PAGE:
Raising Costs of Global Business Undermines U.S. Job Creation

Page One, Washington Times, “Bill raises cost of global business“:

With their usual sources for money drying up, lawmakers on Capitol Hill have started tapping the wallets of foreign workers and international businesses to pay for their pre-election wish list – moves that have put them at odds with the U.S. Chamber of Commerce, the Indian government and possibly the World Trade Organization.

On Thursday, Congress passed a spending bill that raises visa fees on companies that bring in a large number of foreign workers, and earlier this week President Obama signed a second spending package that raises $10 billion in additional taxes on multinational companies that call the U.S. home.

The article ends with the remarks by U.S. Rep. Dave Camp (R-MI) from the House debate Tuesday, citing the National Association of Manufacturers’ “Key Vote” letter on H.R. 1586, objecting to the $9.6 billion in tax increases the legislation imposes on U.S. businesses with overseas operations:

“Most of these [changes] have never been the subject of any committee hearing or markup,” said Rep. Dave Camp, the ranking Republican on the House Ways and Means Committee.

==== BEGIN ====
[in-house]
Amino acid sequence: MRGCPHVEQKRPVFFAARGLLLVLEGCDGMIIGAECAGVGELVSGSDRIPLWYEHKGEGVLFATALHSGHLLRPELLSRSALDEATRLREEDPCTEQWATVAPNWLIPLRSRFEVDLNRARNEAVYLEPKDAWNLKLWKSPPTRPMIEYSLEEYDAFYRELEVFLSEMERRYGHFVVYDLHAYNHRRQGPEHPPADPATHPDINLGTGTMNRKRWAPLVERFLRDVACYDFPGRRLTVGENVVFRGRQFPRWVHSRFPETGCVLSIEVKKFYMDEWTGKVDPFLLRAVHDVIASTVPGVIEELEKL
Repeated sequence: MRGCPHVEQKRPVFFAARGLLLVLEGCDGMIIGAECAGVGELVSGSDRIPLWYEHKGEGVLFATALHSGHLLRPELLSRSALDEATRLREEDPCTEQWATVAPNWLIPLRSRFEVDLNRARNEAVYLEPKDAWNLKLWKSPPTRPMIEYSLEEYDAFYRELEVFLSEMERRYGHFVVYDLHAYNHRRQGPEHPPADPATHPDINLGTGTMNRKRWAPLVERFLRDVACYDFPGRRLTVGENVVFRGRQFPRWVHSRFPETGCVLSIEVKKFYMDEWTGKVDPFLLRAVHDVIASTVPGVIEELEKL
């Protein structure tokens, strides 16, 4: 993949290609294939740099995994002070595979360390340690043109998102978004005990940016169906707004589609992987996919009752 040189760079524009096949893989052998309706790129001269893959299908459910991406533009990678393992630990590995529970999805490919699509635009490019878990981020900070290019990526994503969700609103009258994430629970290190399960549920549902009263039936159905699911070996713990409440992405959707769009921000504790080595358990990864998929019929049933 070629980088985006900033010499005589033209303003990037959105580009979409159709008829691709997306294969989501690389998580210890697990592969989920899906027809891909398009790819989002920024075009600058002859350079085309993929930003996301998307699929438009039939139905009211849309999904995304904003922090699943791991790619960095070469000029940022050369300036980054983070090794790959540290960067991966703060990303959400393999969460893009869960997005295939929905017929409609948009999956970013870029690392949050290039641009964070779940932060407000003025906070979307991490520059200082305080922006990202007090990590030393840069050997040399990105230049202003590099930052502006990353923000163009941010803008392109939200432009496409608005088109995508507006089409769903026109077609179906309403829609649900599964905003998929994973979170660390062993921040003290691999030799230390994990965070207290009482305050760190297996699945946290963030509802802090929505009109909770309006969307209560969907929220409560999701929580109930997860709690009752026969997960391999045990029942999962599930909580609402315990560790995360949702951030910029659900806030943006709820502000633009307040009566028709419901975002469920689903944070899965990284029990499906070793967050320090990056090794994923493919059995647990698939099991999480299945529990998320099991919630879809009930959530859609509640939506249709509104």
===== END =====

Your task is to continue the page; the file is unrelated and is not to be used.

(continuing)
Mr. Camp said the changes could make sense as part of a larger reform of the tax code to make U.S. firms more competitive in the global marketplace.

“But we never got the opportunity to hear from American employers or to offer any amendments,” he said.

Right. Camp was reinforcing the point made in the NAM’s letter:

We are disappointed that many of the legislation’s proposed tax increases have not been adequately scrutinized during congressional hearings. In many cases, taxpayers have relied on these longstanding tax provisions in structuring their businesses. Changing the rules without fair and adequate hearings will cost in terms of jobs, investment and manufacturers’ ability to compete overseas.

Manufacturers believe strongly that changes to our international tax laws should be considered in the broader context of tax reform that makes the United States more competitive – not as “pay fors” for unrelated policy initiatives. Moreover, targeting some international tax law changes in advance of the tax reform debate would make the goal of pro-growth, pro-competitiveness reform that much more difficult, if not impossible, to achieve.

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